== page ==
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Guest Blog: Self-Diagnosis.

Adam Kaye

I'm traveling to the Canyon Ranch Institute (and spa!!) this morning to give a lecture with Dr. Val of Better Health, so I've asked Adam Kaye to guest post today.  Adam and I have been corresponding by email for a while now, and I had the opportunity to meet him last week.  He's a type 1 diabetic and in medical school - so he understands what "in the trenches" means on plenty of levels.  

Take it away, Adam!

*  *  *

First year of medical school, we learn mostly basic science: anatomy, physiology—we learn how things are supposed to work. Second year is when things start getting interesting.  We learn mostly pathology—why things don’t work. We’re finally faced with the reality that sometimes, those little twinges of pain, that mild nausea, can, in fact, be real disease. During my second year, I was convinced, at different points, that I had a brain tumor, two blood clots in my lung, and six episodes of appendicitis. You pretty much have to force your mind to write it off as what I like to call “Second Year-itis.”   

So, cue up December 1, 2005. It is my second year of medical school. I’ve just come back from Thanksgiving break. My parents had complimented me on losing weight, and made mention of the fact that I almost single-handedly took down one of their Poland Spring tanks. I’m sitting in a lecture entitled “The Presenting Signs of Diabetes.” As I’m sitting there listening to the professor’s description of polydipsia (increased thirst), polyuria (increased urination), weight loss, and fatigue, my mind begins to go into its usual “Second Year-itis” routine … only I can’t shake the feeling that this is real.

If you’re reading this blog, chances are you can fill in the rest of the story. My first diagnosis in medical school was in fact myself.

Now fast-forward to third year of medical school. Third year is easily the toughest year for medical students, both intellectually and physically.  You leave the cozy confines of the lecture hall for the sterile floors of the hospital to practice your newly-learned skills as a diagnostician. The work can be, at times, very rigorous physically, as well as intellectually. I am lucky enough to be at a school where our “overnight call” (read: staying up all night) is kept to a minimum, but the demands of many of my rotations meant very long, odd hours. On my surgery rotation, for example, I would be at the hospital around 5:30 am to round on patients. Surgeries would begin at 7:00 am, sometimes lasting well past lunch. Surgeries could be scheduled in the afternoon, too, meaning we would have to wait until the late evening to round on patients again. With so much to do, and so many hours at the hospital…well, not much time built in for diabetes management. As opposed to the regimented, strictly scheduled second-year routine I had spent 6 months getting accustomed to (my only 6 months as a diabetic, mind you), I was now flung into the chaotic, regiment-less world of a hospital.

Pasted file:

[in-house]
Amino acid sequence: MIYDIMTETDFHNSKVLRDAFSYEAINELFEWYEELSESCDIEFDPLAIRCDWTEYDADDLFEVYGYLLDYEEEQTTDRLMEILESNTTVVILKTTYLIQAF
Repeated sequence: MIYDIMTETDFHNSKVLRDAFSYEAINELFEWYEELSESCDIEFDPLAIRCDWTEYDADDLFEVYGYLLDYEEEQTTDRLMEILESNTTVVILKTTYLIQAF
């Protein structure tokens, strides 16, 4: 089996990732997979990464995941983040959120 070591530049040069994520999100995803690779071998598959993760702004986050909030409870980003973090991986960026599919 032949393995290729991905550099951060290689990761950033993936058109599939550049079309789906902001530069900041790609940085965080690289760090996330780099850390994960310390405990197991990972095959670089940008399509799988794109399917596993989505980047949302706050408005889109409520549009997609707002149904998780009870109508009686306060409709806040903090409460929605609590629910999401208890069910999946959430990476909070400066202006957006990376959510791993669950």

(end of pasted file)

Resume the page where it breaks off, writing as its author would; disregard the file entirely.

Our fellow Type 1’s can relate to the fact that the world doesn’t wait for us. The rest of the world doesn’t want to wait 15 minutes to eat—they want to eat quickly and get right into the next patient’s room to keep the patient queue in check. The rest of the world doesn’t want us to scrub out from a surgery to check our sugar, they want me to keep holding traction so they can see the whole operating field. The patient will be alarmed, even in a noisy hospital setting, by the BEEEEEEEEEEEEP of my Dexcom, and will be even more confused when I have to excuse myself in the middle of a physical exam to check my sugar.
Reading other Type 1’s experiences on sites like Six Until Me, I know I’m not alone. I know we all deal with the frustrations of a world not waiting for us, of a world that just doesn’t get it — a world full of “real people.”  As a medical student, however, I’ve been given a crash course in how to deal with them.

I can only hope my experience has helped me become a better doctor — to understand my patients’ diseases and how frustrating it can be to deal with “real people” on a constant basis.  As doctors, we ARE the “real people”—we don’t know, for the most part, exactly what our patients are going through—but I at least have a head start in my training towards understanding the patients’ side of things.

Editor's note:  Thanks, Adam!  And more guest posts coming in the next few weeks!


Great guest post Kerri.
Thanks Adam for your candidness and honesty. May you continue to help patients through your own experience.

Great post Adam! You're going to be a GREAT doctor!

Nice Job Adam! Hey, doesn't This looks like an awesome place to begin your academic program! The True Blue Campus at St. Georges University.

As the mom of a 12yo w/ D, I can't tell you how much I appreciate stories like this and this blog in general. While I myself cannot appreciate what you all go through day by day, I hope that what I learn is helping me do a better job preparing my son for the day he is managing himself. Good luck to you Adam, and thank you so much for sharing your story.

awesome post, and adam is going to be a great doctor!

Hi Adam,
I teach in the problem-based learning curriculum at George Washington University Medical Center. My students are doing a case on type 1 so I have talked with them a lot about how I live on my pump, etc. Good luck with your 3 & 4th years and your internship & residency. You have a bright future ahead of you. And, if I might add, a beautiful smile.